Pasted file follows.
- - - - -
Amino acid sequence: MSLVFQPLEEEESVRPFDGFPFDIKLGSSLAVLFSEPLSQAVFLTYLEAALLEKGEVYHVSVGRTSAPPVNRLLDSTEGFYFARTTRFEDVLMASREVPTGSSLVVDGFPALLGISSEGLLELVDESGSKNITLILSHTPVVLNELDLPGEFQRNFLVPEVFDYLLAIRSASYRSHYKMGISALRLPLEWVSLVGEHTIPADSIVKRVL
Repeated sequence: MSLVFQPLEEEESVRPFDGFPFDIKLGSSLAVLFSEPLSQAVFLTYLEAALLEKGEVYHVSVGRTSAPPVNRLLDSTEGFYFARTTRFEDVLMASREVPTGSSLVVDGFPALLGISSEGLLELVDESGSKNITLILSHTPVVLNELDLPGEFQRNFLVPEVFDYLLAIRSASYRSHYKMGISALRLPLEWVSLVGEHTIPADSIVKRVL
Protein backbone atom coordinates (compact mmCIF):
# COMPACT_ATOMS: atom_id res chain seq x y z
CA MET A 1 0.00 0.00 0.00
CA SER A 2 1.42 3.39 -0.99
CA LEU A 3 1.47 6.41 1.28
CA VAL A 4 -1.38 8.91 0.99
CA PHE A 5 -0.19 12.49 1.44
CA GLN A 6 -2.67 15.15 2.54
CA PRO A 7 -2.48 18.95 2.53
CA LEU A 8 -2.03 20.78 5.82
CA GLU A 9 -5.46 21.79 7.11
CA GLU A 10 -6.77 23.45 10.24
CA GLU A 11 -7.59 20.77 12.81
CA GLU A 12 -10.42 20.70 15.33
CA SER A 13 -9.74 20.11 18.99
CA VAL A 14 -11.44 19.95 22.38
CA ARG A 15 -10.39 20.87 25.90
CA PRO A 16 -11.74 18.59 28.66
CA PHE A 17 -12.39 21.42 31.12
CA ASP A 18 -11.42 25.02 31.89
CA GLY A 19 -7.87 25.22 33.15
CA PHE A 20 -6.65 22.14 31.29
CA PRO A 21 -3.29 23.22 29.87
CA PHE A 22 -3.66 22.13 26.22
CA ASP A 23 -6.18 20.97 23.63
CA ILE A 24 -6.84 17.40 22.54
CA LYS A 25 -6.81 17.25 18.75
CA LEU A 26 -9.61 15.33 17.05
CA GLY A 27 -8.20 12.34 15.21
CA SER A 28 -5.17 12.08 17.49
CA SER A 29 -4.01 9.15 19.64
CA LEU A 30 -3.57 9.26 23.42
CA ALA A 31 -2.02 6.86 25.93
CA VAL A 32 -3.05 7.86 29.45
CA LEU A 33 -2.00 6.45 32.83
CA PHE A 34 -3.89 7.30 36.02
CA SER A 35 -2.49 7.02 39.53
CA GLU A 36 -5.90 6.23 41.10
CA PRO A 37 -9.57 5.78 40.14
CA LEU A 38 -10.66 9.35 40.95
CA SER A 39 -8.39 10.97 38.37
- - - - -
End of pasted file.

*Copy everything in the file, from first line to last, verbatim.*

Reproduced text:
Amino acid sequence: MSLVFQPLEEEESVRPFDGFPFDIKLGSSLAVLFSEPLSQAVFLTYLEAALLEKGEVYHVSVGRTSAPPVNRLLDSTEGFYFARTTRFEDVLMASREVPTGSSLVVDGFPALLGISSEGLLELVDESGSKNITLILSHTPVVLNELDLPGEFQRNFLVPEVFDYLLAIRSASYRSHYKMGISALRLPLEWVSLVGEHTIPADSIVKRVL
Repeated sequence: MSLVFQPLEEEESVRPFDGFPFDIKLGSSLAVLFSEPLSQAVFLTYLEAALLEKGEVYHVSVGRTSAPPVNRLLDSTEGFYFARTTRFEDVLMASREVPTGSSLVVDGFPALLGISSEGLLELVDESGSKNITLILSHTPVVLNELDLPGEFQRNFLVPEVFDYLLAIRSASYRSHYKMGISALRLPLEWVSLVGEHTIPADSIVKRVL
Protein backbone atom coordinates (compact mmCIF):
# COMPACT_ATOMS: atom_id res chain seq x y z
CA MET A 1 0.00 0.00 0.00
CA SER A 2 1.42 3.39 -0.99
CA LEU A 3 1.47 6.41 1.28
CA VAL A 4 -1.38 8.91 0.99
CA PHE A 5 -0.19 12.49 1.44
CA GLN A 6 -2.67 15.15 2.54
CA PRO A 7 -2.48 18.95 2.53
CA LEU A 8 -2.03 20.78 5.82
CA GLU A 9 -5.46 21.79 7.11
CA GLU A 10 -6.77 23.45 10.24
CA GLU A 11 -7.59 20.77 12.81
CA GLU A 12 -10.42 20.70 15.33
CA SER A 13 -9.74 20.11 18.99
CA VAL A 14 -11.44 19.95 22.38
CA ARG A 15 -10.39 20.87 25.90
CA PRO A 16 -11.74 18.59 28.66
CA PHE A 17 -12.39 21.42 31.12
CA ASP A 18 -11.42 25.02 31.89
CA GLY A 19 -7.87 25.22 33.15
CA PHE A 20 -6.65 22.14 31.29
CA PRO A 21 -3.29 23.22 29.87
CA PHE A 22 -3.66 22.13 26.22
CA ASP A 23 -6.18 20.97 23.63
CA ILE A 24 -6.84 17.40 22.54
CA LYS A 25 -6.81 17.25 18.75
CA LEU A 26 -9.61 15.33 17.05
CA GLY A 27 -8.20 12.34 15.21
CA SER A 28 -5.17 12.08 17.49
CA SER A 29 -4.01 9.15 19.64
CA LEU A 30 -3.57 9.26 23.42
CA ALA A 31 -2.02 6.86 25.93
CA VAL A 32 -3.05 7.86 29.45
CA LEU A 33 -2.00 6.45 32.83
CA PHE A 34 -3.89 7.30 36.02
CA SER A 35 -2.49 7.02 39.53
CA GLU A 36 -5.90 6.23 41.10
CA PRO A 37 -9.57 5.78 40.14
CA LEU A 38 -10.66 9.35 40.95
CA SER A 39 -8.39 10.97 38.37